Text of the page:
Douglas made a point of being friendly with the local tribes and lived off the land, preferring to sleep wrapped in a blanket or under a canoe. By the time he left the Continent, in 1827, he had covered over 10,000 miles in rough territory, far from civilisation, driven by his love of science and a passion for nature. He was the first European to climb the northern Rocky Mountains and named Mount Hooker after the Glasgow Professor. When in the Rockies, he met Thomas Drummond, who had been with Sir John Franklin's Arctic expedition, and with whom he eventually sailed back to Britain. On his return, he was made a fellow of the Geological and Zoological Societies of London.

His final adventure began in 1829, when he embarked for California and the Sandwich Islands (Hawaii), planning to return via Alaska and Siberia. He was the first botanist to describe the giant Redwood (‘Sequoia sempervirens’), even though it had been discovered by Archibald Menzies some years before. In one incident on the Fraser River (named after the Scots explorer Simon Fraser), in Fort George Canyon, he almost drowned and lost his entire collection, maps, scientific instruments and journal. He also visited Stuart Lake (named after another Scot, John Stuart) and became almost blind in his right eye as a result of snow-blindness. In 1833, having given up the idea of travelling home via Russia and "Much broken in health and spirits", he sailed for Hawaii, from where he sent home his California collection of 670 species.

Douglas died in mysterious circumstances at Kaluakauka, in Laupahoehoe, Hawaii, on the 12th of July, 1834. He was found dead in a pit intended to catch wild cattle and his injuries were attributed to a rather mad bullock. Few believed he could have accidentally fallen into the pit, which he had earlier safely passed, accompanied by a guide. Despite an inquest finding no evidence, most locals suspected foul play. Amongst the information, which came to light in the decades afterwards was the following:

At the time, the Rev. Diell, the Rev. Goodrich and the carpenter who built the coffin, noted that the gashes on Douglas’ head didn’t seem to be the kind a bull's horns or hooves could inflict. Twelve years later, a reliable source was quoted as stating that Davis, with whom Douglas had stayed the night before, saw him with a large purse of money, which he took to be gold and that no money or gold was found after his death. In 1896, the ‘Hilo Tribune’ published an article in which a seventy-years-old hunter called Bolabola said that the “Haole” (foreigner) was murdered. "We all felt so at the time, but were afraid to say so and only whispered it among ourselves,” he said. Ten years after that, it was reported in the ‘Hawaii Herald’ that a surveyor called Löbenstein said natives spoke of Douglas having been careless enough to show some money at the house of escaped convict and bullock hunter, Ned (Edward) Gurney, on the morning of his death, and that Gurney was said to have killed Douglas with an axe.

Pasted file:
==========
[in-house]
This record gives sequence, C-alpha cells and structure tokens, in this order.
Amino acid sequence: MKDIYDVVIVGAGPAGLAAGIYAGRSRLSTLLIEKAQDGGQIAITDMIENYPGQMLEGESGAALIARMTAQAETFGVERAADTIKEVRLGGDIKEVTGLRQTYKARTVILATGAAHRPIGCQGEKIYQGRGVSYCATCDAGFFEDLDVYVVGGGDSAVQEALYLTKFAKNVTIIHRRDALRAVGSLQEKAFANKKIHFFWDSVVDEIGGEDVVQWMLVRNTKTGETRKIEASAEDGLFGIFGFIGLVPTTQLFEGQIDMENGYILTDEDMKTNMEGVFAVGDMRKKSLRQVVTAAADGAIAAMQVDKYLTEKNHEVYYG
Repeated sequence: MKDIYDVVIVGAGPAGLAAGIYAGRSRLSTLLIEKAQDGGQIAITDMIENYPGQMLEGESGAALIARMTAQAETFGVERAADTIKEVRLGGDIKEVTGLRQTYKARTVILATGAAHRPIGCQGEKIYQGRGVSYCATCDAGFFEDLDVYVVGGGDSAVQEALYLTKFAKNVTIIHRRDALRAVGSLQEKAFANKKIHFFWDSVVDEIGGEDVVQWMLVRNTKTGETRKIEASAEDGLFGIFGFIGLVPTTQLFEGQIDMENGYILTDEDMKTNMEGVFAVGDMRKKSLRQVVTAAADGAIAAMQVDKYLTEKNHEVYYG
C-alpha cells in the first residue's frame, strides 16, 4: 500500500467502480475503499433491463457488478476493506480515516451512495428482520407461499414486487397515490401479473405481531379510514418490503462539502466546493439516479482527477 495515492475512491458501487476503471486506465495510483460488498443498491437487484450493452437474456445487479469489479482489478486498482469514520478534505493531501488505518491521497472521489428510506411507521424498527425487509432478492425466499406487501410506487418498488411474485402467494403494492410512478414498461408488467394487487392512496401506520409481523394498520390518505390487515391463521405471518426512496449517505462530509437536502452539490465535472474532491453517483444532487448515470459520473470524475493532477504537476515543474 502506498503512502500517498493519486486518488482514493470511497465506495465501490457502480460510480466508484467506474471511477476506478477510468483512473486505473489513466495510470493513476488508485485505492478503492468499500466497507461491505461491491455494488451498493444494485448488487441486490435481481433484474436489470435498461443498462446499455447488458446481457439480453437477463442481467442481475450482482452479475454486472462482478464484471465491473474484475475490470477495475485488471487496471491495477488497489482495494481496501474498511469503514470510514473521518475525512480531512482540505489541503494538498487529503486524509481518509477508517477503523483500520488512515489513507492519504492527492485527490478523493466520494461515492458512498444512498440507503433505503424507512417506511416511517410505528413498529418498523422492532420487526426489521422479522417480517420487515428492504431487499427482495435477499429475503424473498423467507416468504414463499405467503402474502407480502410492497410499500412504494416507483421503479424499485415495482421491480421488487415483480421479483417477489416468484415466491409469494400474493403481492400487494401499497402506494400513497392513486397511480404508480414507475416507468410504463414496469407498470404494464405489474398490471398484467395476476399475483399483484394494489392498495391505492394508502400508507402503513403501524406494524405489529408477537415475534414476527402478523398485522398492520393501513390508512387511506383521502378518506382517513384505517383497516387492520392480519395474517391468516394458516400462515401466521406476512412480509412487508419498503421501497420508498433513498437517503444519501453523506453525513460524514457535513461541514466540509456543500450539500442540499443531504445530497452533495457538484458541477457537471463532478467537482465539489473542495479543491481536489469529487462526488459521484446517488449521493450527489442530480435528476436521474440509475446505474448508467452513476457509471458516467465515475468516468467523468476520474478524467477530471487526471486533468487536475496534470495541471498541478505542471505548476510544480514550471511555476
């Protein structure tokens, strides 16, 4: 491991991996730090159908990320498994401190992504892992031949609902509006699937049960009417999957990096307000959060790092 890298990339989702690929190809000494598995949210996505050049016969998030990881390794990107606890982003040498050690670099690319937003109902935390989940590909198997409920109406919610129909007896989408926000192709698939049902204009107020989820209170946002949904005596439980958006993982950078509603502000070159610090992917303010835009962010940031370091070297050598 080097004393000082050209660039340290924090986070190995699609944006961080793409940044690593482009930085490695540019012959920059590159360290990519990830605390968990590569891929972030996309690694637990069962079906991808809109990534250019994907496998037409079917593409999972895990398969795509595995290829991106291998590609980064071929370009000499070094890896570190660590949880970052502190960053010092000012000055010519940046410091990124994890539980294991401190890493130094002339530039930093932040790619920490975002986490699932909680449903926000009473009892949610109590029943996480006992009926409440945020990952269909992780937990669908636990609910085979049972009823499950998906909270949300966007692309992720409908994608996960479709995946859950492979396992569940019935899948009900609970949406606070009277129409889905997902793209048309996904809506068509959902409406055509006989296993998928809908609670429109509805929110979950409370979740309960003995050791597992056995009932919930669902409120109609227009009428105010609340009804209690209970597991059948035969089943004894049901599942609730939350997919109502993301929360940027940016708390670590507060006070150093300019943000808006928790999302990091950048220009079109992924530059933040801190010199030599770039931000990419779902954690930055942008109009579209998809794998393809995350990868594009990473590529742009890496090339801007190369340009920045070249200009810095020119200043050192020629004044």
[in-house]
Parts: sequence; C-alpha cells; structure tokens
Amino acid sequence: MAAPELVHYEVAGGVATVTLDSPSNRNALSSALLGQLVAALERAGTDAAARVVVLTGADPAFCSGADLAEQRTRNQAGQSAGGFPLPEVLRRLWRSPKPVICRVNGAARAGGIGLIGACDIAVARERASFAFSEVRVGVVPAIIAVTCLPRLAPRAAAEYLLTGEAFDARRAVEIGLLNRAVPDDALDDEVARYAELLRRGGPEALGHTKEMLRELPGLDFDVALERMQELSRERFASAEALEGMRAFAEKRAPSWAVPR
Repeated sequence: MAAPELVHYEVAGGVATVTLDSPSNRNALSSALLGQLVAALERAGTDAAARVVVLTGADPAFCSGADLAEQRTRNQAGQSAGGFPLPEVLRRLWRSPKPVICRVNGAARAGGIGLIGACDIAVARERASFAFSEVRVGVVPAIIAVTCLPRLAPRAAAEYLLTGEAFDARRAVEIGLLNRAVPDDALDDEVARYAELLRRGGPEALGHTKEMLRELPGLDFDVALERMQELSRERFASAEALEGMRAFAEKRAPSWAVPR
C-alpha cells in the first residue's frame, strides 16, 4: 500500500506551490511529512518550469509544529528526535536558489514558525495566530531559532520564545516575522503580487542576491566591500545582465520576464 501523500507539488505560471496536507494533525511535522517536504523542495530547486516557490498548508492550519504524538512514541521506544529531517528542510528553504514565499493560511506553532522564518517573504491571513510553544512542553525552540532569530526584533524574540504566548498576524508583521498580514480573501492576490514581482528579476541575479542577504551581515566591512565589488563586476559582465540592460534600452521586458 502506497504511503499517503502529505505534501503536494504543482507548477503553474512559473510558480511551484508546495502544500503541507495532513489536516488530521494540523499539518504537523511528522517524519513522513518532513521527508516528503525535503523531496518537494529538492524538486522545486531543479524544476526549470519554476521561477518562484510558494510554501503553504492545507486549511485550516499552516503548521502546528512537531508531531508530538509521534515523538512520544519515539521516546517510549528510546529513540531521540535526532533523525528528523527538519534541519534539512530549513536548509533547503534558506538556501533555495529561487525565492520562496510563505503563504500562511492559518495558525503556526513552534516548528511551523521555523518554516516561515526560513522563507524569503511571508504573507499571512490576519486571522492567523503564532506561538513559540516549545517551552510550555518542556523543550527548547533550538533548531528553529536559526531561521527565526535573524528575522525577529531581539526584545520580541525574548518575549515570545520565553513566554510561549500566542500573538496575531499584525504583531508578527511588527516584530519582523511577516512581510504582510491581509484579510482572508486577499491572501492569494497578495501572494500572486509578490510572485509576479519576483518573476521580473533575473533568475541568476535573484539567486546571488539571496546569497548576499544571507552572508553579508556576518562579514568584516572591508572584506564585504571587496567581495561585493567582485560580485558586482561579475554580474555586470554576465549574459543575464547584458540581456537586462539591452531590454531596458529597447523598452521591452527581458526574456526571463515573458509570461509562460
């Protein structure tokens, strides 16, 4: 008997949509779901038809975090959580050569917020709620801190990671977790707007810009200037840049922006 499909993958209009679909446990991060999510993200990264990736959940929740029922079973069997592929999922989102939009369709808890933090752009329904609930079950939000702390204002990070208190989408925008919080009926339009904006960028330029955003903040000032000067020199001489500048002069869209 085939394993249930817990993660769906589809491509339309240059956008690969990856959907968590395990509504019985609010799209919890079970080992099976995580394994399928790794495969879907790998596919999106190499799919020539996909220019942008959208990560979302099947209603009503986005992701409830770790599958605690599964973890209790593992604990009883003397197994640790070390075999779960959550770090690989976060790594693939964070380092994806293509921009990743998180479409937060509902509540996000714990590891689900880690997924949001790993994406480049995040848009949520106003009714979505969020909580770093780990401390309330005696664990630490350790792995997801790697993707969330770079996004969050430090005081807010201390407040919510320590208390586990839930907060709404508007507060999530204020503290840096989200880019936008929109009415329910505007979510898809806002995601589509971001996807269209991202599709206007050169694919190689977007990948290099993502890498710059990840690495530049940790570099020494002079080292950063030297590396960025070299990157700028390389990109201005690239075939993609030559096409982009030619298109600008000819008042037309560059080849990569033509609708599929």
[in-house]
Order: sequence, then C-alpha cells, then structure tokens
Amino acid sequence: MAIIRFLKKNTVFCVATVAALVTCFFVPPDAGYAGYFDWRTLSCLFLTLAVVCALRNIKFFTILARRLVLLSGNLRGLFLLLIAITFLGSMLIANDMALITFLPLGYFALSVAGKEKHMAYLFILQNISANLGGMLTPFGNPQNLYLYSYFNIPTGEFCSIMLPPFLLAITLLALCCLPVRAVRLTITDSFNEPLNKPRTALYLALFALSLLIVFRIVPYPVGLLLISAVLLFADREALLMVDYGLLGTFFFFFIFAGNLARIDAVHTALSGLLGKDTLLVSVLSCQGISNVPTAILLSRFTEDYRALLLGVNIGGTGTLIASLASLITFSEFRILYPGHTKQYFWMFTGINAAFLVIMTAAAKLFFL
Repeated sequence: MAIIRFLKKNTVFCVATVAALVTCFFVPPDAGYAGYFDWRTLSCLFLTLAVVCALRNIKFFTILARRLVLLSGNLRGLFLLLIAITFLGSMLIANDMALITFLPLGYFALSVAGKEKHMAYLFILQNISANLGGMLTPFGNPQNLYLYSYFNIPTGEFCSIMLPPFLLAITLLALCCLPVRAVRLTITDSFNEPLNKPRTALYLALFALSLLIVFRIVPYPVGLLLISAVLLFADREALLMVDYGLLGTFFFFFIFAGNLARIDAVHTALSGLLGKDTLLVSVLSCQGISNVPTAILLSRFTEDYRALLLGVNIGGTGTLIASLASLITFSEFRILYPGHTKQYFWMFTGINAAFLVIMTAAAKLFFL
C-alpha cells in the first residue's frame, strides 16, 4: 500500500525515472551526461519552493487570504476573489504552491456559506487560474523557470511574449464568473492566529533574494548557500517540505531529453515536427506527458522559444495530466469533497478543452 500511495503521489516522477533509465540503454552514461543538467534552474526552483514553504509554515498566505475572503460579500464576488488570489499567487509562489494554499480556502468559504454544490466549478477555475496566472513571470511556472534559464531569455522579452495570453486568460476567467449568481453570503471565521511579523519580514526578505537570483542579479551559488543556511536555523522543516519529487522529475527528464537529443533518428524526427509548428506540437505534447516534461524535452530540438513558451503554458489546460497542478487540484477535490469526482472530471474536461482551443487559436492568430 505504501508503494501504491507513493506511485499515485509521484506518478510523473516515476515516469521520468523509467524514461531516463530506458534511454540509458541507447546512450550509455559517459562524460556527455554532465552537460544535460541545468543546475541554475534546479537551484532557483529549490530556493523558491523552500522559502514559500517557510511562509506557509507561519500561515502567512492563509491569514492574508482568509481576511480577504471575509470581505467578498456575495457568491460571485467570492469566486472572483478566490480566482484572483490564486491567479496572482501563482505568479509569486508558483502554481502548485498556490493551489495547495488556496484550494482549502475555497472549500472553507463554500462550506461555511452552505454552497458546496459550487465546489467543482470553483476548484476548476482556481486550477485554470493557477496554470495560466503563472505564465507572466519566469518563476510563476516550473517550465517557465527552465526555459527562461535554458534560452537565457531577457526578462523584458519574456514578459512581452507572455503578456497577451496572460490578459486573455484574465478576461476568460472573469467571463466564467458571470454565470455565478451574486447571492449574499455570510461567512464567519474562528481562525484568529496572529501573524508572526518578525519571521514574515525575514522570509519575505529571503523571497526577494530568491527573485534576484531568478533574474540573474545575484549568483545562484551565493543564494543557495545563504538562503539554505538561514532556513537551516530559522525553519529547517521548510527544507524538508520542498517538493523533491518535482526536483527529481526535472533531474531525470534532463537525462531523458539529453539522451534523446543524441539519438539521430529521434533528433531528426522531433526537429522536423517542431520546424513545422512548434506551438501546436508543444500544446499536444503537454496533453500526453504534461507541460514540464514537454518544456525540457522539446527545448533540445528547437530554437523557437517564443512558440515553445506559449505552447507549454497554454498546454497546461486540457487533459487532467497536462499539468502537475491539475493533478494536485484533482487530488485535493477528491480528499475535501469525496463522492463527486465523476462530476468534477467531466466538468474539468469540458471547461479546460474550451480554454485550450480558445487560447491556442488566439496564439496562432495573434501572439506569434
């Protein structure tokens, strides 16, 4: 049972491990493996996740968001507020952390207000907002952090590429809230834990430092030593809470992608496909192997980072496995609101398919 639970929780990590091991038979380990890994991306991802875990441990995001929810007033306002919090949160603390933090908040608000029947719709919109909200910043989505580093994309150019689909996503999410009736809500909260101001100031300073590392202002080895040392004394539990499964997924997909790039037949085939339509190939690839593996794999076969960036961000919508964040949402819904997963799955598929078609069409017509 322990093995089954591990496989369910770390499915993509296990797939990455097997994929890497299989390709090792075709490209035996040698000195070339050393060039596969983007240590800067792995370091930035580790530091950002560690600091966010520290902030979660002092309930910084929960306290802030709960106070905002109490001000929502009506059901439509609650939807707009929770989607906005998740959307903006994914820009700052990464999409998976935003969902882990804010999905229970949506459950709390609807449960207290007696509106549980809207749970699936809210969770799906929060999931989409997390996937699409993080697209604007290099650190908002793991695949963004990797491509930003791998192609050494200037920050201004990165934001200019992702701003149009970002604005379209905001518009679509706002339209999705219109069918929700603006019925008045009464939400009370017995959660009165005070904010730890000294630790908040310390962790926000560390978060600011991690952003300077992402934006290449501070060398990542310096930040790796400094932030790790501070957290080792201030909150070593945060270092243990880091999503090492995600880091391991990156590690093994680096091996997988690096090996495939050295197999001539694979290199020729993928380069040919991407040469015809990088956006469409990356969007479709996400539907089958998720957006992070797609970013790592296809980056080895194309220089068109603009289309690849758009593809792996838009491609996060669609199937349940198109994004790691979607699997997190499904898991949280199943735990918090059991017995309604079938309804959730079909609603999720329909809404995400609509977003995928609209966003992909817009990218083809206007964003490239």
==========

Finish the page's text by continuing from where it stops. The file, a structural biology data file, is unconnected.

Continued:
Whatever the truth, Douglas was buried at Kawaiaha'o Mission House in Honolulu, where a bronze plaque now commemorates his achievements. In 1934, one hundred years after his death, a stone cairn was erected near where his body was found, but perhaps the most fitting memorial for the intrepid Scot is the forest of Douglas Fir that was planted at its dedication.

No comments:

Post a Comment